Prospect Retrospective: Mike Sweeney
Mike Sweeney was drafted by the Kansas City Royals in the 10th round in the 1991 draft, out of high school in Ontario, California. As a rookie professional in the Gulf Coast League, he hit just .216 in 38 games with a .272 SLG. At this point, he would have rated as a Grade C or C- prospect, just a young kid who may or may not develop.
Moving up to short-season ball in '92, Sweeney hit .221 for Eugene in the Northwest League. His plate discipline was poor (13 walks, 54 strikeouts), and there was no reason to believe he would develop. A retrospective prospect grade would be C-.
Sweeney returned to Eugene in '93, hitting .240 in 53 games. But there were signs of improvement. He boosted his SLG to .423, and drew a lot more walks, 30 compared to 41 strikeouts. The improvement in his plate discipline was quite notable, and would have been enough to boost his grade to C.
In the Midwest League in '94, Sweeney hit .301 with a .504 SLG for Rockford, hitting 10 homers and drawing 55 walks in 86 games. His power was clearly developing, and for the second year in a row he made major strides with his strike zone judgment, increasing his walk rate while reducing his strikeouts. A retrospective grade would be C+.
For Wilmington in the Carolina League in '95, Sweeney hit .310 with 18 homers and 60 walks (just 39 strikeouts) in 99 games. These are good numbers, but they are even better than they look on the surface: Wilmington was an extreme pitcher's park. 16 of Sweeney's 18 home runs came on the road. Once again, he cut his strikeout rate. I gave him a strong Grade A- in my 1996 book, and rated him as the number 16 prospect in all of baseball. Baseball America didn't have him in the top 100.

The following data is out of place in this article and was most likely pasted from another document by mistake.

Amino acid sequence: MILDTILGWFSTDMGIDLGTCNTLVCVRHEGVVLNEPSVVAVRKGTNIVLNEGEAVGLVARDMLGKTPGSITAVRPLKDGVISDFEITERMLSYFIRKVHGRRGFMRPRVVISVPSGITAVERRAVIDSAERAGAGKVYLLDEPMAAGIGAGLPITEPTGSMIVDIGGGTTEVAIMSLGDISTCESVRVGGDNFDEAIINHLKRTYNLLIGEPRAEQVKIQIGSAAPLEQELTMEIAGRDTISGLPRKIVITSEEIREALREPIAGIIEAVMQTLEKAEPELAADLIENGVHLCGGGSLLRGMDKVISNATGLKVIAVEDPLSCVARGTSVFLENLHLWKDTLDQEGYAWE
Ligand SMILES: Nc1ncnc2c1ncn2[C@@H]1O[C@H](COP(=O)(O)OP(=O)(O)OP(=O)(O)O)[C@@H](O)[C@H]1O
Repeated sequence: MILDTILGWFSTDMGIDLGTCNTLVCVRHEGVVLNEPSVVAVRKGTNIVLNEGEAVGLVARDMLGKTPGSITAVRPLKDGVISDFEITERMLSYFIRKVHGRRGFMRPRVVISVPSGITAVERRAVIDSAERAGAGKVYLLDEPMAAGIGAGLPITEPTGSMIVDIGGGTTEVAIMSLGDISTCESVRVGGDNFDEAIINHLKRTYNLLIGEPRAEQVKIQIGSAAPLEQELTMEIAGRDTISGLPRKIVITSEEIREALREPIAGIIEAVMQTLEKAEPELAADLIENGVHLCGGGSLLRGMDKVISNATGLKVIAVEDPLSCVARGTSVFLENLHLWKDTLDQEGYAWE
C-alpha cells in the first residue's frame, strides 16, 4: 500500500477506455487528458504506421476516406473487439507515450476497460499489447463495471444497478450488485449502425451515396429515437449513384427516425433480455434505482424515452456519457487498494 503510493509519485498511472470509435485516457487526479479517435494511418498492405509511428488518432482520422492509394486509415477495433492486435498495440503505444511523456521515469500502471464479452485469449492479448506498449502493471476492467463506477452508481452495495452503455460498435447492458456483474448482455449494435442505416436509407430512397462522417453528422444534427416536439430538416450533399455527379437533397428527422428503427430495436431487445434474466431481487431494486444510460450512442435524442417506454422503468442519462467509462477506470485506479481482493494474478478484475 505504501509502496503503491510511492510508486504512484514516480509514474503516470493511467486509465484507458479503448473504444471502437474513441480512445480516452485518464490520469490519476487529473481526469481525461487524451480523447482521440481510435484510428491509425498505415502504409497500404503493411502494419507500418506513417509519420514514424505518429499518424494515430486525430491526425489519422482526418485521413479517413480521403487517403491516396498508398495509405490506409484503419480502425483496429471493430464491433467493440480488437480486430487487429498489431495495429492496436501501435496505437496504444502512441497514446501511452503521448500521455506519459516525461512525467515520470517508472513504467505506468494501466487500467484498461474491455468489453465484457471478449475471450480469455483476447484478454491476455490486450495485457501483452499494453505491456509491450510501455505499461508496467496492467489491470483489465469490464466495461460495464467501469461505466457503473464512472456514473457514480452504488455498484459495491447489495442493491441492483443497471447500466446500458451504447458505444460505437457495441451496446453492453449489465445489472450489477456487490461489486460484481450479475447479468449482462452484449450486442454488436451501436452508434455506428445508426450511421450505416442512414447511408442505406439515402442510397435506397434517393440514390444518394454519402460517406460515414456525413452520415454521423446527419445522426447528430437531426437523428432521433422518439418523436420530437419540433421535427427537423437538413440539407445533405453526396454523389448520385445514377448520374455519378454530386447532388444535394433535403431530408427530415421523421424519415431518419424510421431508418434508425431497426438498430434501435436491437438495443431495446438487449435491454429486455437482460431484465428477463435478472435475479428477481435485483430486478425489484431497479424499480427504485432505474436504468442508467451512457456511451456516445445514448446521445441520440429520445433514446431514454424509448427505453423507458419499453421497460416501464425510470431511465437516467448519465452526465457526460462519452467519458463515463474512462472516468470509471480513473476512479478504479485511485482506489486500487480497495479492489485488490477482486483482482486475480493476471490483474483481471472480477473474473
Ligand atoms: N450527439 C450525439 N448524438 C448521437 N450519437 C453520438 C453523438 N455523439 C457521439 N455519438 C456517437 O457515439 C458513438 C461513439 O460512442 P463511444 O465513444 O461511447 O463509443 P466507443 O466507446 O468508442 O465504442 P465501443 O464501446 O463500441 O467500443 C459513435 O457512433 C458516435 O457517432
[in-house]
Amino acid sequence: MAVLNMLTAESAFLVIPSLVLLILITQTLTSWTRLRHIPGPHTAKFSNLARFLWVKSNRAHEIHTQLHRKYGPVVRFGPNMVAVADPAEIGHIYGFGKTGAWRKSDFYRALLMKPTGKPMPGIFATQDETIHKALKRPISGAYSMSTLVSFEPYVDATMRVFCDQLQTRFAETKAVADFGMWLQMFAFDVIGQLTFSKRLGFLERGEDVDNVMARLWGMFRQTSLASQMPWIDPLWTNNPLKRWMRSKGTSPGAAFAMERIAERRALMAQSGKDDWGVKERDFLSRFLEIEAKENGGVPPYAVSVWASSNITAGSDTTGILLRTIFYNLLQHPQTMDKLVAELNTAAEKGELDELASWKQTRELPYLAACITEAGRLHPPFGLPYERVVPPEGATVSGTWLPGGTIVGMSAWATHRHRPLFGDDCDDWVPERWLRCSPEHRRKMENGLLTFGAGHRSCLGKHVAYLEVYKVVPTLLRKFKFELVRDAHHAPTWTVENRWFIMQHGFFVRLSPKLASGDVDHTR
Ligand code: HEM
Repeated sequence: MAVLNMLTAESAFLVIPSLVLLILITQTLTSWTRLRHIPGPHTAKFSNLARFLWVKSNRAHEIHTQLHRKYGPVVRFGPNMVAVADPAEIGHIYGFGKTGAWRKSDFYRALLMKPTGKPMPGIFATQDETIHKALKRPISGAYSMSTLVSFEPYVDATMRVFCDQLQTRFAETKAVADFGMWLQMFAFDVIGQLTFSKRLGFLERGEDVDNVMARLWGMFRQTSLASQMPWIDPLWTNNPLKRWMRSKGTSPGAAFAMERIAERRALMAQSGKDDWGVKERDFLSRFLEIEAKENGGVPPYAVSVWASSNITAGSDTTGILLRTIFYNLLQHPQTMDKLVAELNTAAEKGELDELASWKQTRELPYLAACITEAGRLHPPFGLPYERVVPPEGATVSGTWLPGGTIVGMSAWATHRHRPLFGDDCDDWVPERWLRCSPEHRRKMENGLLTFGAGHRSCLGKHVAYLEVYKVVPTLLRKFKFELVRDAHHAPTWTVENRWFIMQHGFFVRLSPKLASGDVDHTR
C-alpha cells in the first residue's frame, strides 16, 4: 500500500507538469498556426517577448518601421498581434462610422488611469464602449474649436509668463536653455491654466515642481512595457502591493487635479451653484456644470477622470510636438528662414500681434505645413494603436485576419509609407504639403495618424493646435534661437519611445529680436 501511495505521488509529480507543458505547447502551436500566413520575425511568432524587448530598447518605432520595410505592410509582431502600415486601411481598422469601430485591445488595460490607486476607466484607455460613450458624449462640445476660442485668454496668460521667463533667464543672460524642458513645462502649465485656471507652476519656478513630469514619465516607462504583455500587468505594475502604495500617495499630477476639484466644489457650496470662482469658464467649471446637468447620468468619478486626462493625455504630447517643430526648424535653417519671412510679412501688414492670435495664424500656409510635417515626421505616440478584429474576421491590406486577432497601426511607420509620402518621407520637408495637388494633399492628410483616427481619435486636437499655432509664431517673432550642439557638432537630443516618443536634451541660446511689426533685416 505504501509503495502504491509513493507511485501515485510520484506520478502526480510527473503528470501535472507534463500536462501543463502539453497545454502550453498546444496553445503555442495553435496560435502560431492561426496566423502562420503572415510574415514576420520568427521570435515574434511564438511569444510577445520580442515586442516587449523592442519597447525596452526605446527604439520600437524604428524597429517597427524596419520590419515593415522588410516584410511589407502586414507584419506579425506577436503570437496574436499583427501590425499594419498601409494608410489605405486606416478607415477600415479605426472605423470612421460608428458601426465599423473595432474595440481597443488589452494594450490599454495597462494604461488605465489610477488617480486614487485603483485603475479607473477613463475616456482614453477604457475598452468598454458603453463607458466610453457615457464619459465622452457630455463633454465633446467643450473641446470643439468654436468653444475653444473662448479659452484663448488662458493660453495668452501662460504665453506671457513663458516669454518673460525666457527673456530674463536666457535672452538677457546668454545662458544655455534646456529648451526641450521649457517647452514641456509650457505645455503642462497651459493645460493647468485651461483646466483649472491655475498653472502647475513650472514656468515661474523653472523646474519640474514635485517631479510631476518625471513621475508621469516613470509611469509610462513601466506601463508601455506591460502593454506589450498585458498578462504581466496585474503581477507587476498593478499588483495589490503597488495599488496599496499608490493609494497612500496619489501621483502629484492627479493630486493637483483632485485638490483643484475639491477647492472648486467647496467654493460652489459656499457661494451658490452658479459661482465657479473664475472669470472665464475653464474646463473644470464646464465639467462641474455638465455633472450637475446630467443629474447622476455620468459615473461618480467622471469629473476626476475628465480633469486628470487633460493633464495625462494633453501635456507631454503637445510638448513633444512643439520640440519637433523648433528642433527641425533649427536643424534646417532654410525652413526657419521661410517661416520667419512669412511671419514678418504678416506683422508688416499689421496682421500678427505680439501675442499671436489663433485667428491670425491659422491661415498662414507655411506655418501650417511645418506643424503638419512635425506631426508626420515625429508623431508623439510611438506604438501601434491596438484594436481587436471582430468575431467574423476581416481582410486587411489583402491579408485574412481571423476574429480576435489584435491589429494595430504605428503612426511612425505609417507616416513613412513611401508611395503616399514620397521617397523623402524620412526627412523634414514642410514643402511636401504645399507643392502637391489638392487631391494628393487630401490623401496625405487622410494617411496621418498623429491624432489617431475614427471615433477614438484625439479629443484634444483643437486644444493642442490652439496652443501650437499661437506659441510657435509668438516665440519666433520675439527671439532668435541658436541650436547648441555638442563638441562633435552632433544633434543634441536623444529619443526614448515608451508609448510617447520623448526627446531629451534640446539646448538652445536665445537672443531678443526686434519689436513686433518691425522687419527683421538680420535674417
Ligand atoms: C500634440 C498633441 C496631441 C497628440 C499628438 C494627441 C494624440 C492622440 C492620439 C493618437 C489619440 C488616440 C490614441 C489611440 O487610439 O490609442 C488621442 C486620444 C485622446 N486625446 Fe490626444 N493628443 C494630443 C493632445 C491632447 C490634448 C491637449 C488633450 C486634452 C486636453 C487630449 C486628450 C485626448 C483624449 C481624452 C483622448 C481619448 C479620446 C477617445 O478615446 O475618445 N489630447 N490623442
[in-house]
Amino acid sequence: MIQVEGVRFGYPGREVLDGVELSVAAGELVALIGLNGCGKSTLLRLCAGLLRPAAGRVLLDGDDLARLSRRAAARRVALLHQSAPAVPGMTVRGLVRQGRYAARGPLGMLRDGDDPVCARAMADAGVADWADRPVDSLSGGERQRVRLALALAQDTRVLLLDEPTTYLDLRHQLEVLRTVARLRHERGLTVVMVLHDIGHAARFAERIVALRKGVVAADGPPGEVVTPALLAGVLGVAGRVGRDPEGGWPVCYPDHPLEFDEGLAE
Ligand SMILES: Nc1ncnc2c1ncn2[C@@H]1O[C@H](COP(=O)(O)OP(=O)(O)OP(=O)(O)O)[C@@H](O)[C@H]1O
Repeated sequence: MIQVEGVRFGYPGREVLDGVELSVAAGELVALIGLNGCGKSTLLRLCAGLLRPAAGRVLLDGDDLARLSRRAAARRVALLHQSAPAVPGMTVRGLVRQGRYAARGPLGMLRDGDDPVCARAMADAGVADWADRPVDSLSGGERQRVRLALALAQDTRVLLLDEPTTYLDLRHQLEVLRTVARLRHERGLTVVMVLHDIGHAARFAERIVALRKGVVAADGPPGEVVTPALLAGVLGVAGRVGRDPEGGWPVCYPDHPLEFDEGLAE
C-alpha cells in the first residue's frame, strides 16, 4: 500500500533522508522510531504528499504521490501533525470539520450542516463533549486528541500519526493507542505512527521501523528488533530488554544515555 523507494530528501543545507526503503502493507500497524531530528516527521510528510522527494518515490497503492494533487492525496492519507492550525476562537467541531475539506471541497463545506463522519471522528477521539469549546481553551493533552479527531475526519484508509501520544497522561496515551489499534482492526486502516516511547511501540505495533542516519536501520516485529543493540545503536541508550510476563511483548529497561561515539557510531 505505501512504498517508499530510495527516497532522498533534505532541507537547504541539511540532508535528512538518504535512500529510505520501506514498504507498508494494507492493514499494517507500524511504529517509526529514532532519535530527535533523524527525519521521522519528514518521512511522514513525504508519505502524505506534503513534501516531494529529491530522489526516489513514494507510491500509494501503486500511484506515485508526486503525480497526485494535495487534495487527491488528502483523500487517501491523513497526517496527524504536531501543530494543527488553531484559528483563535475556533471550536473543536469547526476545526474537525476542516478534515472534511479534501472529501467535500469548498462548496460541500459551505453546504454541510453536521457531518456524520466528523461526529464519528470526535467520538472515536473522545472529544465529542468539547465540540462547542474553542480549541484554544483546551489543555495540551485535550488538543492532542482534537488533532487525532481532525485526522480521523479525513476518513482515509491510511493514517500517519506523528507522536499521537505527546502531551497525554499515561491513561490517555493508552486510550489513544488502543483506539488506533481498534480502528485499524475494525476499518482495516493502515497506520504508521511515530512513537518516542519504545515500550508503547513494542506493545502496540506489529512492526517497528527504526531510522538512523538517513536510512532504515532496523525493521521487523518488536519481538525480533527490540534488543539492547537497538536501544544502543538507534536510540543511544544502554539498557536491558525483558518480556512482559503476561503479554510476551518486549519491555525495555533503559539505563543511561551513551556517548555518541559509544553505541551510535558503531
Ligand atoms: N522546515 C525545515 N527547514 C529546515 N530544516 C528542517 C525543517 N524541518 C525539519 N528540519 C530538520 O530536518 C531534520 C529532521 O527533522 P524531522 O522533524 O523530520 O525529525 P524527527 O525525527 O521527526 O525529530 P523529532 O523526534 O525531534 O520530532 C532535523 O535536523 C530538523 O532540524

Sweeney split 1996 between Double-A Wichita, Triple-A Omaha, and the Royals. He was particularly effective at Wichita (.319, .990 OPS), and I gave him another Grade A- heading into 1997.
Sweeney split '97 between the Royals and Triple-A, then spent all of '98 in Kansas City. He didn't break out with the bat until 1999, when he hit .322 with 22 homers. He has been the centerpiece of the franchise ever since, although injuries have dragged down his production somewhat.
While scouts respected Sweeney's bat in the minors, they were never wild about his physical tools or his defense behind the plate. Indeed, he didn't thrive offensively in the majors until being moved to first base. But in this case, statistical analysis pointed Sweeney out as an elite hitting prospect as early as 1996, much earlier than traditionalist views. Even as early as 1993-94, his dramatically improving plate discipline was a marker of a bright future.
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